Because of our exhibition, "The Shakers In New York State," from September 14 through November 21, The Museum Shop has researched the following list of books, catalogues, and pamphlets on the Shakers. BOOKS AND CATALOGUES ON THE SHAKERS Andrews, Edward D. The People Called Shakers: A Search for the Perfect Society. New York: Oxford University Press, 1953. Reprint. New York: Dover Publications, Inc., 1963. 4.00 and Andrews, Faith. The Community Industries of the Shakers. Albany, N.Y.: University of the State of New York, 1933. Reprint. Charlestown, Mass.: Emporium Publications, 1971. 3.95 Religion in Wood: A Book of Shaker Furniture. Bloomington, Ind.: Indiana University Press, 1966. '7.95 Shaker Furniture: The Craftsmanship of an American Communal Sect. 1937. Reprint. New York: Dover Publications, Inc., 1964. 4.00 Visions of the Heavenly Sphere: A Study in Shaker Religious Art. Charlottesville, Va.: Henry Francis DuPont Winterthur Museum and the University Press of Virginia, 1969. 15.00 Barker, Sister R. Mildred. The Sabbathday Lake Shakers: An Introduction to the Shaker Heritage. Sabbathday Lake, Me.: The Shaker Press, 1978. 3.00 Filley, Dorothy M. Recapturing Wisdom's Valley: The Watervliet Shaker Heritage 1775-1975. Edited by Mary L. Richmond. New York: Publishing Center for Cultural Resources, Inc., 1975. 5.00 Gardener's Manual. 1843. Reprint. Introduction by Amy Bess Miller. Hancock, Mass.: Hancock Shaker Village, 1976. 1.50 Handberg, Ejner. Shop Drawings of Shaker Furniture and Wooden ware, Vols. I, II, III. Stockbridge, Mass.: Berkshire Traveller Press, 1973, 1975, 1977. Each vol. 3.95 Shop Drawings of Shaker Iron and Tinware. Stockbridge, Mass.: Berkshire Traveller Press, 1976. 3.95 Illustrated Catalogue and Price List of Shaker Chairs. 1885. Reprint. Old Chatham, N.Y.: Shaker Museum Foundation, 1975. 50 cents Johnson, Theodore E. Hands to Work and Hearts to God: The Shaker Tradition in Maine. Brunswick, Me.: Bowdoin College Museum of Art, 1969. 5.95 Mary Whitcher's Shaker House-Keeper. 1882. Reprint. Introduction by Amy Bess Miller.

Hancock, Mass.: Hancock Shaker Village, 1976. 1.50 Meader, Robert F. Illustrated Guide to Shaker Furniture. New York: Dover Publications, Inc., 1972. 5.00 Melcher, Marguerite F. Shaker Adventure. Old Chatham, N.Y.: The Shaker Museum, 1975. 4.75 Miller, Amy Bess. Shaker Herbs: A History and a Compendium. New York: Crown Publishers, 1976. 12.95 and Fuller, Persis. The Best of Shaker Cooking. New York: Macmillan, 1976. 5.95 "Shaker Breads" from The Best of Shaker Cooking. New York: Village Kitchen, 1976. 1.50 Morse, Flo. Yankee Communes: Another American Way. New York: Harcourt Brace Jovanovich, 1971. 4.95 Pennington, David and Taylor, Michael. A Pictorial Guide to American Spinning Wheels. Sabbathday Lake, Me.: The Shaker Press, 1975. 4.50 Piercy, Caroline. The Shaker Cookbook. New York: Crown Publishers, 1969. 2.98 Provensen, Alice and Martin. A Peaceable Kingdom: The Shaker Abecedarius. New York: Viking Press, 1978. 8.95 Richmond, Mary L. Shaker Literature: A Bibliography. Hancock, Mass.: Shaker Community, Inc., and Hanover, N.H.: University Press of New England, 1977. 45.00 Robinson, Charles E. The Shakers and Their Homes. 1893. Reprint. Canterbury, N.H.: The Shaker Village, Inc., 1976. 3.95 Rubin, Cynthia and Jerome. Shaker Miniature Furniture. Florence, Ky.: Van Nostrand Rheinhold, 1979. 7.95 Shaker Sweetmeats. Hancock, Mass.: Shaker Community, Inc., 1965. 1.50 Shea, John G. American Shakers and Their Furniture. Florence, Ky.: Van Nostrand Rheinhold, 1971. 16.95 Simple Gifts: Hands to Work and Hearts to God. Storrs, Conn.: University of Connecticut, 1978. 75 cents Sommer, Margaret F. Shaker Seed Industry. Old Chatham, N.Y.: The Shaker Museum, 1972. 2.00 Sprigg, June. By Shaker Hands. New York: Alfred A. Knopf & Co., Inc., 1975. 7.95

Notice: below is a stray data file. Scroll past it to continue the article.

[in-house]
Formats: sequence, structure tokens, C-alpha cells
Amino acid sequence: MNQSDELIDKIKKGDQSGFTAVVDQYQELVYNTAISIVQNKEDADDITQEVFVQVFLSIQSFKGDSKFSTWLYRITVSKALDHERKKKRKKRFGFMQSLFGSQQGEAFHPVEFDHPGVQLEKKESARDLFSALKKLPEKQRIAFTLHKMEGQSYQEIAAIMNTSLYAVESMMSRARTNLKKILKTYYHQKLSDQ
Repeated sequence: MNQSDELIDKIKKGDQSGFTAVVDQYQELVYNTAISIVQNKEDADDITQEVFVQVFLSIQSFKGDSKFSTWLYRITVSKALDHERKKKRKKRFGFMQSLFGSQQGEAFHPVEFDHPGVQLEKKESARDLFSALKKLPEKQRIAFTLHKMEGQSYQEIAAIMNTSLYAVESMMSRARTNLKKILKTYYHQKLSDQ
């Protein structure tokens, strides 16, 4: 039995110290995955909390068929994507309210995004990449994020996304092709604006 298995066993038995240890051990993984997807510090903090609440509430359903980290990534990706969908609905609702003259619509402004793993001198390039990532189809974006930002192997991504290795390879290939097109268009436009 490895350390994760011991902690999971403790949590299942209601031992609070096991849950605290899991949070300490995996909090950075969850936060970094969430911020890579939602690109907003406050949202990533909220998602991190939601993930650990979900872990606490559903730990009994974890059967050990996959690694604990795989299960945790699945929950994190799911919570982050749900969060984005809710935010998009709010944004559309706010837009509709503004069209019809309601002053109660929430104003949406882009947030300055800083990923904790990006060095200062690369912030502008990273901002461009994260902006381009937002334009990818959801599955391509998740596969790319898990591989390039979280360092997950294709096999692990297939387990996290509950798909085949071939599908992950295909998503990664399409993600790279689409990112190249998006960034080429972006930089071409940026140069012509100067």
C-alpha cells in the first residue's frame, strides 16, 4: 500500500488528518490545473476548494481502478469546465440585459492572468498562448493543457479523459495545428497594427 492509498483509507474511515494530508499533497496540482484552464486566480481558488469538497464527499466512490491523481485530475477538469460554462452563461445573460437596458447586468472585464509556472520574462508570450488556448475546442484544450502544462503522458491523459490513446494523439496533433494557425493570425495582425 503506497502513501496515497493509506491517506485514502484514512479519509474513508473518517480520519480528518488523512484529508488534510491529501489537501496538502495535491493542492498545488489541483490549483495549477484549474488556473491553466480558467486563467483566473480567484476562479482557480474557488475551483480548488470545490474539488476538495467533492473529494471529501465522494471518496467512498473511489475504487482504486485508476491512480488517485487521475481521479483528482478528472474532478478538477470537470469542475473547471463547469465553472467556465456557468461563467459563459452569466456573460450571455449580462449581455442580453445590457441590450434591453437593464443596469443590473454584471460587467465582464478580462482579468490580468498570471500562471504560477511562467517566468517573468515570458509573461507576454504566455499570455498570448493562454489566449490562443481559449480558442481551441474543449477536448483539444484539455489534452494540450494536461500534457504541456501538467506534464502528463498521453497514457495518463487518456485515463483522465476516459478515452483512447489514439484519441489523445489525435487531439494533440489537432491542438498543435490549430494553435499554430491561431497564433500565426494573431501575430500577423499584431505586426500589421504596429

When ordering from The Museum Shop, please note: Members should subtract 10%. Add 8% tax if mailed within New York City; local tax if mailed within New York State. Add 1.50 for a single item; .50 for each additional item to cover postage and handling.



normamilliamwangel americanantiques

andfolk art 11058 seven hill lane, potomac, maryland by appointment only

20854 301-299-8430



A collection of over 300 photos from collections in Pennsylvania, New Jersey, Virginia, Colorado, Maryland, Arizona, Kansas, Kentucky and New York. GUTHRIE & LARASON

Exclusive Distributors


CHALFONT, PA 18914 Please send me copies of THE BASKET COLLECTORS BOOK E Soft Cover @ $6.95 n Hard Cover @ $11.95 name.

310 Duke Street Tappahannock, Virginia 22560 804-443-2655

address. City. state:

zip: C.O.D. Orders add $1.00- Pa. res. add 6%


American Folk Art Company Jeffrey & C. Jane Camp

Welcome to FOLK ART CITY—U.S.A.

19th Century over mantle painting on wood, Connecticut.